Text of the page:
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chemicallywrit: kaylapocalypse: historicaltimes: “Crazy...

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chemicallywrit:

kaylapocalypse:

historicaltimes:

“Crazy Dion” Diamond at one of his sit-ins as a teenager in Arlington, VA. June 10, 1960

via reddit

All of those people around him are demons

hey guys! here’s some fun things i learned from this article about Dion Diamond:

  • he did these sit-ins by himself. like idk about you, but i always thought of sit-ins as organized by groups, what kind of bravery does it take, man
  • he didn’t tell anyone about it, like he was no glory-seeker about this. his parents didn’t even know until reporters started calling them up like “hey, did you know your son is in jail?
  • when someone called the cops he’d skedaddle out the back door although he was sent to prison multiple times
  • the last time he got arrested was in Baton Rouge, and the cops were so sick of him that they told inmates they’d put in a good word for anyone who gave Diamond a hard time. (the inmates didn’t take the bait.)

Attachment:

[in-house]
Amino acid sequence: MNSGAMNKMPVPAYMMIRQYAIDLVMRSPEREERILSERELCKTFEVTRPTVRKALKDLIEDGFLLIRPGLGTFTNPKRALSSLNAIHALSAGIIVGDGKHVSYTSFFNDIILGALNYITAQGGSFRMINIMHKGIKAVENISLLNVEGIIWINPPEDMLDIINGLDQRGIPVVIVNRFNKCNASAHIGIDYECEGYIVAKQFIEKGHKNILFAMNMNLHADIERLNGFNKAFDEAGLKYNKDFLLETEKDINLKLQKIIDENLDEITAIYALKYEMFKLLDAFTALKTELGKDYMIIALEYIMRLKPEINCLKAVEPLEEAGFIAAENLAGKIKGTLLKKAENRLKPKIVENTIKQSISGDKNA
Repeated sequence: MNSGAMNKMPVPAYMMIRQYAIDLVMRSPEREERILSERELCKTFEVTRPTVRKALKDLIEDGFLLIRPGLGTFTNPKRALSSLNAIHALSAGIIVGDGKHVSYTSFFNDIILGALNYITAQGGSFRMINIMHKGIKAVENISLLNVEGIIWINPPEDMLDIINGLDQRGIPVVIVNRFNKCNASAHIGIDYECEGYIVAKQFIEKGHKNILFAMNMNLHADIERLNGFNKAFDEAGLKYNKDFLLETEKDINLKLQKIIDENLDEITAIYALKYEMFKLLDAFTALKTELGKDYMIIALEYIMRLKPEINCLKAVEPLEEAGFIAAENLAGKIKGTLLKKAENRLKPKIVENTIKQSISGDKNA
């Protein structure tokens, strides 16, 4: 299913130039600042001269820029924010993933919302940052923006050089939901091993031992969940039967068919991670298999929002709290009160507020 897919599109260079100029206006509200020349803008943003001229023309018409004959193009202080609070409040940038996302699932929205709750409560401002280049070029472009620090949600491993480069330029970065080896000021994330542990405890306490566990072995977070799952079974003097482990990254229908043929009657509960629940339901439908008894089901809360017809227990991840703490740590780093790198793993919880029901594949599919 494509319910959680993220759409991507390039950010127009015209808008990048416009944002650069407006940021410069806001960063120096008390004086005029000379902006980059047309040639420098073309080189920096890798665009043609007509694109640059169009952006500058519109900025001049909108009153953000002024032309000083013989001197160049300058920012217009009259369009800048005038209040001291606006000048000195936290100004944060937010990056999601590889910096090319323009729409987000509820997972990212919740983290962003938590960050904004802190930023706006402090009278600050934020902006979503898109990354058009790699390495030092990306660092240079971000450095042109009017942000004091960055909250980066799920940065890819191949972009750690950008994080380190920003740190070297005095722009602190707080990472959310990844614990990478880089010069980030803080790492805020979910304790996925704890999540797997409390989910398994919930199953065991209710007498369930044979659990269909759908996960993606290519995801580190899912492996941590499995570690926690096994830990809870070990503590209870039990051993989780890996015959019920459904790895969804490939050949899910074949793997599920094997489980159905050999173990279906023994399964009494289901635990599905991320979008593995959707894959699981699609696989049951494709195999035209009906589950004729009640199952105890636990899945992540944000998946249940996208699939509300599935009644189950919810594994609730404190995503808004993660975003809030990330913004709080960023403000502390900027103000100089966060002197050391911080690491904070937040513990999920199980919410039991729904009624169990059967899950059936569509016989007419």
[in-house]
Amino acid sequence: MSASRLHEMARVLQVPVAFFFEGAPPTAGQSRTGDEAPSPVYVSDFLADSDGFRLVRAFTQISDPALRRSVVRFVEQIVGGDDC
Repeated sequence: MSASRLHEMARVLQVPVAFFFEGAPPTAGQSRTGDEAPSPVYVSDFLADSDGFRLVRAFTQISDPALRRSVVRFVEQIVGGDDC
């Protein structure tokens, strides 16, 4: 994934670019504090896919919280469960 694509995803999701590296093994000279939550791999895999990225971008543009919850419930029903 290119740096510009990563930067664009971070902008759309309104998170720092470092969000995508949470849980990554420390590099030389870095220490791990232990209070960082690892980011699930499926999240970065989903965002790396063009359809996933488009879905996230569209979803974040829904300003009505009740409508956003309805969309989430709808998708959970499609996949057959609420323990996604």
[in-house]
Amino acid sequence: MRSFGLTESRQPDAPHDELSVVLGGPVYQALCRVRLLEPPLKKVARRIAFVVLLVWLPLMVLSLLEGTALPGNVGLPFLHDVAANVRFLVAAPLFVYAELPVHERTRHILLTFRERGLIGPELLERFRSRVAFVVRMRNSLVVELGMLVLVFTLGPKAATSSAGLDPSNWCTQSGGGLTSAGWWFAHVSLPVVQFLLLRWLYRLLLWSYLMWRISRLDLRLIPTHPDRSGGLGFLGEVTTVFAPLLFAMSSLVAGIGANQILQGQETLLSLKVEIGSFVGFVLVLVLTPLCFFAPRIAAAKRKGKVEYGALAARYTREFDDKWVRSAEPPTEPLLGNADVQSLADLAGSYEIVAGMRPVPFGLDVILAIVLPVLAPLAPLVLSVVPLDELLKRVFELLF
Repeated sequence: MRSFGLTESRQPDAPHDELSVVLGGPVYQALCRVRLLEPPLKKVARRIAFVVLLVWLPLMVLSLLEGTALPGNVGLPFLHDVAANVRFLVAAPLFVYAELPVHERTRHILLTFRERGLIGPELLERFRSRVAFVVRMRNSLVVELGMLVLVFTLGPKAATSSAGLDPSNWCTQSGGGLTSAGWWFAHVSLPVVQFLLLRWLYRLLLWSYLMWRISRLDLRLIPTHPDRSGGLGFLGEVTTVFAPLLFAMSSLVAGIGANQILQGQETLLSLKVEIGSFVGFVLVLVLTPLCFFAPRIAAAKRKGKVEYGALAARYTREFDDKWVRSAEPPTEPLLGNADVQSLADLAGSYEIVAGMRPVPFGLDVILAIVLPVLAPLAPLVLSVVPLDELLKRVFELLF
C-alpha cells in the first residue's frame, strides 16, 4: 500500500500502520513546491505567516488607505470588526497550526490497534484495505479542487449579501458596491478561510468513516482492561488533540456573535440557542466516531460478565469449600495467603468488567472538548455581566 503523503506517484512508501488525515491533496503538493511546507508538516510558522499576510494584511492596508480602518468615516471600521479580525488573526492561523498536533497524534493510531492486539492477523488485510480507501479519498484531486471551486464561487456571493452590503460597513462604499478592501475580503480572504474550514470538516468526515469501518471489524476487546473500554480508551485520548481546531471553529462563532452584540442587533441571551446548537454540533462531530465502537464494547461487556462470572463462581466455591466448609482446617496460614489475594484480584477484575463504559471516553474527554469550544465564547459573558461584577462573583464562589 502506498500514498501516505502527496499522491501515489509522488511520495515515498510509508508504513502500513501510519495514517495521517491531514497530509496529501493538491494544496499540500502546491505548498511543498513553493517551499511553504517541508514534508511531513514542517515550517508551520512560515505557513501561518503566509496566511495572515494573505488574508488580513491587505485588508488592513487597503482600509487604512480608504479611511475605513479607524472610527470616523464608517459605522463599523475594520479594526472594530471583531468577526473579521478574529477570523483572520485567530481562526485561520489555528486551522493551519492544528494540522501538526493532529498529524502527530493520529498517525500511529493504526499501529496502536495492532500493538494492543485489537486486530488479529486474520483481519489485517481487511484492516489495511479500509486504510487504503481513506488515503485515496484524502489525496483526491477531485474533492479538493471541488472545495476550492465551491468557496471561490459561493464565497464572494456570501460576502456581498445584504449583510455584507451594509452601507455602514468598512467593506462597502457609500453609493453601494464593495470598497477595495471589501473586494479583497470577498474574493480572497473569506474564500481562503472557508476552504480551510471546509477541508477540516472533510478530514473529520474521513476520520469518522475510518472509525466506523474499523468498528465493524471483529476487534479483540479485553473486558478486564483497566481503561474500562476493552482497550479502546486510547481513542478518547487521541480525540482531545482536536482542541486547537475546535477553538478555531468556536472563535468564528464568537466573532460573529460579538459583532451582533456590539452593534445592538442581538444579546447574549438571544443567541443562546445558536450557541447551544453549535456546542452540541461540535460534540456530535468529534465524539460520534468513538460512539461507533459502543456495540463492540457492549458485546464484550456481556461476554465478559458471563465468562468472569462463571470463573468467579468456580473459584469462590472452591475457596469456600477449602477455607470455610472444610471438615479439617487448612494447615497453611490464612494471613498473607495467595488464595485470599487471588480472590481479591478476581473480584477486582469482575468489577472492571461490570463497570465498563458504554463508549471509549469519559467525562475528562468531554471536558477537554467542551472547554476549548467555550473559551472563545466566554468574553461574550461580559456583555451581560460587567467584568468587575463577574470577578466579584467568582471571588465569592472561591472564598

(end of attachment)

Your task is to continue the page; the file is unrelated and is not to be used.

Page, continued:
• he’s still alive!

hark, a hero of our times!

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dukeofwulf
5 days ago
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popular
6 days ago
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rocketo
6 days ago
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👏🏾👏🏾👏🏾👏🏾👏🏾👏🏾👏🏾
seattle, wa

Local News Anchors Now Have to Read Pro-Trump Propaganda

jwz
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Every news station under Sinclair's umbrella is required to syndicate commentary that comports with its owners' ideological views.

When Trump took office, Sinclair was on the cusp of purchasing Tribune media, a merger that would give the firm ownership of enough local stations to reach 70 percent of U.S. homes. But there were two obstacles to such a deal: Federal rules put a cap on the number of local news stations any single entity could own, and also prohibited any company from owning a newspaper and television station in the same media market. Taking on Tribune's assets would put Sinclair in violation of both those laws.

But by the end of Trump's first year in office, his appointees to the Federal Communications Commission had abolished both of those regulations. [...]

Now, Sinclair is taking its "covert state media" game to new, Orwellian heights: By the end of this month, Sinclair will require all of its local news anchors to condemn "national media outlets" for publishing "fake stories" and "using their platforms to push their own personal bias," according to internal documents obtained by CNN. Those documents instruct local news directors to air these criticisms of "biased and false news" -- criticisms that, of course, echo the president's own -- over and over again, so as "to create maximum reach and frequency."

Sinclair's new media-bashing promos rankle local anchors:

The instructions to local stations say that the promos "should play using news time, not commercial time." Like the Epshteyn commentaries, this takes away from local news time.